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New books abound on Jesus at 2000

By NCR Staff

The constant stream of books about Jesus has gathered momentum, to no one’s surprise, on the occasion of the (approximately) 2,000th anniversary of his birth. Considering the low level of theological exploration during this pontificate, it is again no surprise that so many of the books are of a celebratory rather than a speculative nature. Picture books, in short.

The historical Jesus has been well-treated over the centuries, not only in word but in image. Big advances in technology have made the pictures vastly more interesting than they used to be. It’s a great pity the Messiah didn’t delay his arrival until the invention of the camera. Or perhaps not -- the life of Christ has been a real challenge to the human imagination. And, not knowing what God-among-us looked like, we have been able to bend divinity to our image.

Two spectacular picture books recently arrived at NCR.

Jesus Christ: The Jesus of History, the Christ of Faith (Oxford University Press, 240 pages, $35) is two-thirds text, one-third pictures. It presents photographs from the Holy Land interspersed with an interesting array of art works from across the ages, including some quite uncommon ones. Also included are several versions of the Last Supper, a timely reminder that Leonardo’s was not necessarily the definitive version. The chapel in the Church of the Holy Sepulcher in Jerusalem is said to mark the site of the crucifixion. The Sea of Galilee featured prominently in the tales of Jesus’ life.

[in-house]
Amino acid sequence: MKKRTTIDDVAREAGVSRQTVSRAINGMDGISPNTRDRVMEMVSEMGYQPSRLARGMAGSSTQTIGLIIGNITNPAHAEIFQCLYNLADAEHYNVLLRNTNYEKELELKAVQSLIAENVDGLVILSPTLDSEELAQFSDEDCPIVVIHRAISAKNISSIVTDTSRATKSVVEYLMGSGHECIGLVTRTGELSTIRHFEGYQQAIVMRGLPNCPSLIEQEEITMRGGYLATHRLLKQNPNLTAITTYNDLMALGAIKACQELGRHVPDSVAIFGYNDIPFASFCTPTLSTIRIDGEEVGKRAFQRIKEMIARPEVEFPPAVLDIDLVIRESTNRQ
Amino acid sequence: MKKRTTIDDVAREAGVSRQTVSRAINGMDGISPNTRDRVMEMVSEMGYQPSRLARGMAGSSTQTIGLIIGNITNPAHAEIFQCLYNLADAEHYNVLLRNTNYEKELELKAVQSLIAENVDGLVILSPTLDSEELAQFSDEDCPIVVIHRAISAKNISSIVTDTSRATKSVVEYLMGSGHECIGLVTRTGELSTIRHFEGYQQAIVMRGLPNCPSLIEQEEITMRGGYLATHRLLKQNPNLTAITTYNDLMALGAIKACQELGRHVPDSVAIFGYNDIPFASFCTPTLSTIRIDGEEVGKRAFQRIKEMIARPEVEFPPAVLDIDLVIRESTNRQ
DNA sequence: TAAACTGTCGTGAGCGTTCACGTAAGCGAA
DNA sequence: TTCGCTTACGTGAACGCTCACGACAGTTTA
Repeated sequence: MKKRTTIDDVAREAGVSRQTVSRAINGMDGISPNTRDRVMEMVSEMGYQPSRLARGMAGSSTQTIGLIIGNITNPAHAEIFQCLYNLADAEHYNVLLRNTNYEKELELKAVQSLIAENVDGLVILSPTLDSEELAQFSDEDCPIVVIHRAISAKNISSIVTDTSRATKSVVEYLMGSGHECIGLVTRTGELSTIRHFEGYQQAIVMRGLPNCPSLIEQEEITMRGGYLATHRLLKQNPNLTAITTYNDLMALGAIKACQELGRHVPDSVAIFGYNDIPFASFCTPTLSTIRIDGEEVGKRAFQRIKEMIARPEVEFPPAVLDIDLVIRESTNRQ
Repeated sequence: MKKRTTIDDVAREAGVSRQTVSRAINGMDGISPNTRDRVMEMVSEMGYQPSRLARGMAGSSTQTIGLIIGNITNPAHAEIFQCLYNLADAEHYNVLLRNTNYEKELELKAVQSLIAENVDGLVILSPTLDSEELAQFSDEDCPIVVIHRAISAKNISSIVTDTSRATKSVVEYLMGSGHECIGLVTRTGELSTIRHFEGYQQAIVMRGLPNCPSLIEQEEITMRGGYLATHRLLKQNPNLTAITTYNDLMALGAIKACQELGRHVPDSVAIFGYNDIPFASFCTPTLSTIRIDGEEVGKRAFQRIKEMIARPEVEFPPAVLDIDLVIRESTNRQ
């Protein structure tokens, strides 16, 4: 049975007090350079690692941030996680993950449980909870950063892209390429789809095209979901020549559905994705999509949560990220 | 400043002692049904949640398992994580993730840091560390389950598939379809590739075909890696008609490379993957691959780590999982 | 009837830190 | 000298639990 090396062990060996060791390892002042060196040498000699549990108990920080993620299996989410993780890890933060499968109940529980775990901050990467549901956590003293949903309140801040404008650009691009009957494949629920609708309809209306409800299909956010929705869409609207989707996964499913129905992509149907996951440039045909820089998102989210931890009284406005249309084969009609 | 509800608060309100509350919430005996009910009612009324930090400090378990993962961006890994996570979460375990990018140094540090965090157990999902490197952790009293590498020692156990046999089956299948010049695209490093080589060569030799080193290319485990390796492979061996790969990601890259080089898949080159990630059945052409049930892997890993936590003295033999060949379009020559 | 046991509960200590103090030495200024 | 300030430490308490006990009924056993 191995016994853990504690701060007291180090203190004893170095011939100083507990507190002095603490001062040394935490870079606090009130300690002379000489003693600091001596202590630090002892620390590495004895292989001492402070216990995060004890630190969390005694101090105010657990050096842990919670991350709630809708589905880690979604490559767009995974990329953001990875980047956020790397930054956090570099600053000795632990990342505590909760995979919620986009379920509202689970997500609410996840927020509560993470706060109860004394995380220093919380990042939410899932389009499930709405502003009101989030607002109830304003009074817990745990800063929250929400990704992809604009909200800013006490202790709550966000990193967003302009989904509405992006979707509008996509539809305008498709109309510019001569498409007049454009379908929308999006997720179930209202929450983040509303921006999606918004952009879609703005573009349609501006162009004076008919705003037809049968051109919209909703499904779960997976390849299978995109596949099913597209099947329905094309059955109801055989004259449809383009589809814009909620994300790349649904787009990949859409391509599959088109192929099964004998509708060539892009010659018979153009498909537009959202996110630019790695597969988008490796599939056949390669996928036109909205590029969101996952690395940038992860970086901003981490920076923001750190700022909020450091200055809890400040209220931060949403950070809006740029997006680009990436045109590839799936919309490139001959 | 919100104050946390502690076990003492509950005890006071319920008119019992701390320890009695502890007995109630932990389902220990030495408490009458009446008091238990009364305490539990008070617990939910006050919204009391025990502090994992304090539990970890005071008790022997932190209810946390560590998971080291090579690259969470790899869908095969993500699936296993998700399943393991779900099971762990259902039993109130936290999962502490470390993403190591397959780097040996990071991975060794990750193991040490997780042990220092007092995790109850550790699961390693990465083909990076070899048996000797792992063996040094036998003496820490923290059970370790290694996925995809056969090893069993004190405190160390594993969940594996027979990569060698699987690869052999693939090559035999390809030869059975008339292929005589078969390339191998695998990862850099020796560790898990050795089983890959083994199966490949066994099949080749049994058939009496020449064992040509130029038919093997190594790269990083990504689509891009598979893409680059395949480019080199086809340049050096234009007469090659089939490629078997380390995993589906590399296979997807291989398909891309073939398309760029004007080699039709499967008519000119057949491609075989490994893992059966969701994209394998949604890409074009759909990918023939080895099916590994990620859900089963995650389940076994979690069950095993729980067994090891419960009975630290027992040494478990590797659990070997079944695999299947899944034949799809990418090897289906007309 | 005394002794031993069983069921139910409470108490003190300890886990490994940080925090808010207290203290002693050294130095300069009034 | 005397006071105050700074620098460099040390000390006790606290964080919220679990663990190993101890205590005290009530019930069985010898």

For that small percentage of humanity that does not get to the Holy Land on pilgrimage next year, In the Footsteps of Jesus: 2000 Years Later (Continuum, 222 pages, $34.50) is offered as a substitute. There are high quality pictures of just about anyplace and anything that the modern tourist/pilgrim might wish to see. In the Garden of Gethsemane, an ancient olive tree still stands.

National Catholic Reporter, April 2, 1999